Allen Klein, author of Embracing Life After Loss, has been featured in an article for Human Window on what to say to someone who is grieving, take a look.
What To Say To Someone Who Is Grieving (Advice From 6 Experts)
By Martin Caparrotta
Sometimes, it can be difficult to know what to say to someone who has recently lost a loved one.
We asked a selected group of experts about what to say to someone who is grieving.
Here’s what they said.
Most Of All, Be There For Them
Allen Klein, Author of Embracing Life After Loss
Before addressing what to say to someone who is grieving, one thing you should not say is, “I know how you must be feeling.”
Even though you may have lost someone in the past, you can’t really know how someone else is feeling in their loss.
Each circumstance is different, each person handles a loss in a different way.
In one case, it might be a relief if the deceased had lived a long life and is no longer suffering after years of pain.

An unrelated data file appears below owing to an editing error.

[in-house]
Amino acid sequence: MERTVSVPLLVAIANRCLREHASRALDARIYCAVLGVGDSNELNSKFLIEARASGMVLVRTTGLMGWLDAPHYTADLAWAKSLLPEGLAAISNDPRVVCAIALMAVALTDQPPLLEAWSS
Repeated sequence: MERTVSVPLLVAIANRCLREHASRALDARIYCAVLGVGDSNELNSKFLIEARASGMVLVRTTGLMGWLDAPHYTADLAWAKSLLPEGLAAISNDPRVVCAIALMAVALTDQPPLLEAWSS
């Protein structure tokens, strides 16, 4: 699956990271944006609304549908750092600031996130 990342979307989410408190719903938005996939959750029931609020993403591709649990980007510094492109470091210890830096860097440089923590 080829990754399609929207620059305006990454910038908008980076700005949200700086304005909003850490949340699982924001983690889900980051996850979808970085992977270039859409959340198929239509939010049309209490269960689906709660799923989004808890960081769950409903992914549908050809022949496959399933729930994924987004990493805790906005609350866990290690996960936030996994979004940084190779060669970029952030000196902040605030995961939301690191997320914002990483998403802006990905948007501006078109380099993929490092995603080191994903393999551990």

On the other hand, the situation might be totally different if the deceased was young or the death sudden.
In addition, because Covid, the person grieving may not have been able to be with their loved one while they were ill or when they passed. It may have not been possible to have the customary funeral, burial, or celebration of life memorial service.
The best one can do for someone who is grieving is to listen to what they are saying and acknowledge their pain.
“I’m so sorry for your loss, this must be extremely difficult for you.”
Then, just be a good ear for them as they vent their feelings. If laughter comes up, laugh with them. If tears come up, cry with them. But most of all, just be there for them.
Embracing Life After Loss
A Gentle Guide for Growing through Grief
Work through the depression of grief and loss with resilience: Losing a loved one is never easy. Allen Klein knows how it feels—just like you, he’s lost many loved ones in his life. Inspired by Klein’s experience with the loss of his wife, Embracing Life after Loss will help you to recover from grief and loss—just like Klein did.